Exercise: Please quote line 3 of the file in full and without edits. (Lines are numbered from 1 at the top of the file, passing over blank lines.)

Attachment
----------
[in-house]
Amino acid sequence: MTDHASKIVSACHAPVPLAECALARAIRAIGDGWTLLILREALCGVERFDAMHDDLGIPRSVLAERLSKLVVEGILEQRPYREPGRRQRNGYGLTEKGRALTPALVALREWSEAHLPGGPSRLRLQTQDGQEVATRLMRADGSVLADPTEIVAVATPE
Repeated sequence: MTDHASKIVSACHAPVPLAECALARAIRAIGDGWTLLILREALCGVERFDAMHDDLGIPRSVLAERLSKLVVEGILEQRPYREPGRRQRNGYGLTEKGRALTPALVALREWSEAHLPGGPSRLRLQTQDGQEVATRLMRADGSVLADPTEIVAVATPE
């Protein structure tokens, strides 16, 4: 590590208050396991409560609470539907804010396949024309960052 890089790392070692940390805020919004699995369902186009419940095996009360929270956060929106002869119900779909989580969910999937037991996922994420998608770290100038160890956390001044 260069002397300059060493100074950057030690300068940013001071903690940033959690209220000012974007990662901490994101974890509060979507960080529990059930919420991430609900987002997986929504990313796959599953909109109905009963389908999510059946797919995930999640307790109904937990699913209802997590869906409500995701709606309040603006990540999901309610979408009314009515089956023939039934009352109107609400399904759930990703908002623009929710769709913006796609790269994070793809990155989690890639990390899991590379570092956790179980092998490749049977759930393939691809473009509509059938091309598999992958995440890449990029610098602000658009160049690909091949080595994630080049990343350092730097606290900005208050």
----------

Repeated sequence: MTDHASKIVSACHAPVPLAECALARAIRAIGDGWTLLILREALCGVERFDAMHDDLGIPRSVLAERLSKLVVEGILEQRPYREPGRRQRNGYGLTEKGRALTPALVALREWSEAHLPGGPSRLRLQTQDGQEVATRLMRADGSVLADPTEIVAVATPE